A Magical Healing Device?
The man whose right foot had been injured was likely in great pain when alive.
He "showed signs of multiple antemortem [before his death] fractures, including of several ribs, the left radius, right ulna, right foot (on which the toe ring was found) and right femur," Stevens wrote. "The fracture of the right femur healed at an angle and must have caused this individual considerable ongoing pain."
The ring was placed on the toe of the injured foot, suggesting perhaps it was intended as a magical healing device of sorts.
"The act of 'binding' or 'encircling' was a powerful magical device in ancient Egypt, and a metal ring, which can be looped around something, lends itself well to this kind of action," Stevens said. "This is a possibility that we will look into further, checking through sources such as the corpus of magico-medical spells that have survived from ancient Egypt, to look for parallels."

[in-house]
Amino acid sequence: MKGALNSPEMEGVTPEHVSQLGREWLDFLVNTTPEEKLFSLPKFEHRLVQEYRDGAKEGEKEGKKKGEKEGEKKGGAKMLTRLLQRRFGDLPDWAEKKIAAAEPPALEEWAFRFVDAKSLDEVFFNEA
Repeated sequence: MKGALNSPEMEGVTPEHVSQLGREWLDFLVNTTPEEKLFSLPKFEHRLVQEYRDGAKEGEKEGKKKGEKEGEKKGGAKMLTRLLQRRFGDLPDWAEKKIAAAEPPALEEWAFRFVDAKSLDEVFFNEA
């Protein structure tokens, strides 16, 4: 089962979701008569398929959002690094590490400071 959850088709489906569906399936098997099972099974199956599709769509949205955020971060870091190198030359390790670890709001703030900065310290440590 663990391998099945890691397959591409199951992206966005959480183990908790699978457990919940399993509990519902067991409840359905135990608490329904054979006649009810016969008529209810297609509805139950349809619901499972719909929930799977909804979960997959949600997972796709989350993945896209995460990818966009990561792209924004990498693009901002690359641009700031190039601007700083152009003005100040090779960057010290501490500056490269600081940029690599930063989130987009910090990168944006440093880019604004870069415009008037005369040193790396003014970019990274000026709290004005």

However, the skeleton of the second individual with the toe ring, found in 2012, bore no visible signs of a medical condition. Stevens notes that this individual has yet to be studied in depth by bio-archaeologists and its sex is unknown.